VALERY GERGIEV, 52, is a powerful-looking man who keeps his salt-and-pepper beard at stubble length. His concentration when he is conducting is legendary, but offstage, he looks fatigued and harassed, often rubbing his eyes. The phone calls and demands on his time are continual, and he seems happiest when performing. In fact, he absentmindedly waves his baton while talking on the phone, perhaps wishing he could control the conversation as easily as he controls his orchestra. His office at the Mariinsky is cozy and old-fashioned - there is no computer on the ornate, hand-carved wooden desk. He wears unfussy, almost sloppy, clothes, but the beautiful Breguet watch on his left wrist hints at his status, as does the long fur coat he sometimes wears during the fierce, seemingly interminable Russian winter.

He has come to be seen as a Russian patriot who carries the message that Russia's grand musical tradition is alive and well to concert halls throughout the world. Gergiev was raised in Ossetia, a Russian republic in the Caucasus region. He discovered a passion for playing piano at the age of eight and spent extended hours - sometimes entire nights - at the keyboard.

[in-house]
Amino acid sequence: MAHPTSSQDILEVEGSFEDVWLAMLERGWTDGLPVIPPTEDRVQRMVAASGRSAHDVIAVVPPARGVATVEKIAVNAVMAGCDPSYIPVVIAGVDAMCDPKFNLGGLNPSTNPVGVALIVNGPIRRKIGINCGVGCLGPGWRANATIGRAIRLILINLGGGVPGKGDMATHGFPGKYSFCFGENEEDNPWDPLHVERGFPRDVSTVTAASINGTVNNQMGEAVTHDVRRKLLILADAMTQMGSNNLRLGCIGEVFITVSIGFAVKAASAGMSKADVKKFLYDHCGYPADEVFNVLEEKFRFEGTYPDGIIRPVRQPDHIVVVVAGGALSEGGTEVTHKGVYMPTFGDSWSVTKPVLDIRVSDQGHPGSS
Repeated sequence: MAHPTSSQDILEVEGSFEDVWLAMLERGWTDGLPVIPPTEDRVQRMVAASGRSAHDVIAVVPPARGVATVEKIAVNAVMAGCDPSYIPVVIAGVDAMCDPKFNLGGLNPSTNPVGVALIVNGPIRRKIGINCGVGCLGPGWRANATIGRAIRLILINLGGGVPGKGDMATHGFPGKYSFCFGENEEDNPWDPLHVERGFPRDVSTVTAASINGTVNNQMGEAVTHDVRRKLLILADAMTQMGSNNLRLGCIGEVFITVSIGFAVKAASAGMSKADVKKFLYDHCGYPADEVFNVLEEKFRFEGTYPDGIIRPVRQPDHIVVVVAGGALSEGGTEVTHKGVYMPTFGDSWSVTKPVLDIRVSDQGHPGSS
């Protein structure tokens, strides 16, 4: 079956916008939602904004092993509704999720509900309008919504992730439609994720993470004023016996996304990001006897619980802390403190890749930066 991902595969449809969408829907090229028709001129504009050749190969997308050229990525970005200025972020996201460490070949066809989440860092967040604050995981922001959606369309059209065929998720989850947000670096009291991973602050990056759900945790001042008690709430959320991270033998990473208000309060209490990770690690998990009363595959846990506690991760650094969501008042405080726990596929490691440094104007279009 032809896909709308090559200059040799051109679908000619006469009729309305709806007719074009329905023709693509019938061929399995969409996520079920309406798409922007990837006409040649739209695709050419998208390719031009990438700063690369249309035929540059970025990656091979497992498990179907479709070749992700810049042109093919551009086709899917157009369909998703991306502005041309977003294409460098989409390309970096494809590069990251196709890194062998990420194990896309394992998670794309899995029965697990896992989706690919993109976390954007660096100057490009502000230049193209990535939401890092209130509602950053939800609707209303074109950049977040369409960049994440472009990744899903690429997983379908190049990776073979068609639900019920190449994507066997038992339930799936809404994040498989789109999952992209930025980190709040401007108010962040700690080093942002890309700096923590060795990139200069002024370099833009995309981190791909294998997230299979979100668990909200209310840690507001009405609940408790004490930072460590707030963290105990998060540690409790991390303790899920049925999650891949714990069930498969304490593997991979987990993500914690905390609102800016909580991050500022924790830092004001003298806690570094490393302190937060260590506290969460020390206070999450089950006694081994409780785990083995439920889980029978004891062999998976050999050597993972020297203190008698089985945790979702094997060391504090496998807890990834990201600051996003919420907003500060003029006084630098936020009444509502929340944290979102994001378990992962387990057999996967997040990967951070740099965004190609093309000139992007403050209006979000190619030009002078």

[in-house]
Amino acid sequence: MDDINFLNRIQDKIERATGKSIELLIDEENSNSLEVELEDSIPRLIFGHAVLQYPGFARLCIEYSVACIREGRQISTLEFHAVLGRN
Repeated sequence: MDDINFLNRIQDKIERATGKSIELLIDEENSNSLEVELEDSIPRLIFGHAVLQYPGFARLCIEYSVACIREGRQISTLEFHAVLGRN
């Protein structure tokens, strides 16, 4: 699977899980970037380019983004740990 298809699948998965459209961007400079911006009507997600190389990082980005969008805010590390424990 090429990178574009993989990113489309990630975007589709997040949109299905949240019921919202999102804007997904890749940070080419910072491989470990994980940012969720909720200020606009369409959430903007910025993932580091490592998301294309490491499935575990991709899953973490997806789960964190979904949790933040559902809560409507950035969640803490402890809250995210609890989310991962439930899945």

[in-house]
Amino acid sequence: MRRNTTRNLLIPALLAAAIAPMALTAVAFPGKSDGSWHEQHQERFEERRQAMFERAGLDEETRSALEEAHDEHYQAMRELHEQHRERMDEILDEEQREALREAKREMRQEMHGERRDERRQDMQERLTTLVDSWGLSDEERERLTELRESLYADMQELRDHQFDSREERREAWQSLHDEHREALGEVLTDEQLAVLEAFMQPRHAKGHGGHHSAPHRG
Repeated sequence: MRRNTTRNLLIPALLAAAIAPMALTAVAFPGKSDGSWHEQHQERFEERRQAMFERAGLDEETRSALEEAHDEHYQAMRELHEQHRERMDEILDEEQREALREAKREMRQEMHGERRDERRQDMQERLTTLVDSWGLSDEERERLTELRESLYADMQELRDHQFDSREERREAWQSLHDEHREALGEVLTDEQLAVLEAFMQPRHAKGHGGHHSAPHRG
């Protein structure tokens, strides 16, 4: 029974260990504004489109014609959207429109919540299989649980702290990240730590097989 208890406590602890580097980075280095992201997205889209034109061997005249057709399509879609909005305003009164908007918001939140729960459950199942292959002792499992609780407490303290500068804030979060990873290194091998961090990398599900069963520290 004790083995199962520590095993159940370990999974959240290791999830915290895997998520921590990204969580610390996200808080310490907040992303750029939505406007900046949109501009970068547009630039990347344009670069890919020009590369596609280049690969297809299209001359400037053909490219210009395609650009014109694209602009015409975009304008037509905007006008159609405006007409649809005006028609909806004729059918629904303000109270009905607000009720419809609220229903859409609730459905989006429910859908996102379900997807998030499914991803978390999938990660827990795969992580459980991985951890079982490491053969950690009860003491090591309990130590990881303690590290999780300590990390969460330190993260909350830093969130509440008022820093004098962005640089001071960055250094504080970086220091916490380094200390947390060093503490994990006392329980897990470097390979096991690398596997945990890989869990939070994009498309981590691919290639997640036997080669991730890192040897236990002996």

His talent was recognized early. When he was 15, his musical mentor urged him to consider becoming a conductor, but Gergiev was reluctant to take that route. The local conductor was a short man who wore platform shoes and performed with the sort of exaggerated emotion that Gergiev disdains. He found the conductor somewhat ridiculous and turned his attention to playing with friends in a rock band that took its inspiration from the Beatles.

It didn't last long. He liked the Beatles' harmonies, but by then, he had discovered Beethoven, and the Liverpudlians paled in comparison. Soon he discovered the great Russian, French, and Italian composers and left pop music behind. He arrived in St. Petersburg (known as Leningrad) in 1971 to study conducting at the Leningrad Conservatory, where he quickly earned a reputation as a force to be reckoned with. He won his first international competition just five years later. He had already started to develop his signature understated style, using his expressive, fluid hand movements to convey information, not drama.

Gergiev became artistic director of the Kirov Opera at the Mariinsky in 1988 at age 35, in what turned out to be the tail end of the Soviet era. He sees both good and bad in the abrupt collapse of Communism that soon plunged the former Soviet Union into a period of economic and political chaos. There was a mad scramble for money and resources as state subsidies dried up, and many found they could not afford to pay for health care or schooling, which had been paid for by the government.

"Something is gone and I miss it terribly," he says. "People were not talking money, money 20 years ago because there was a certain support for everyone. Maybe it was a wrong system, all in all. But then came a very painful period when people would sometimes sell their soul in order to be paid somehow, which is not good for art. All these troubles made things unclear. There were huge changes, and economically, everything nearly collapsed. It may be five or 10 years before things are clear."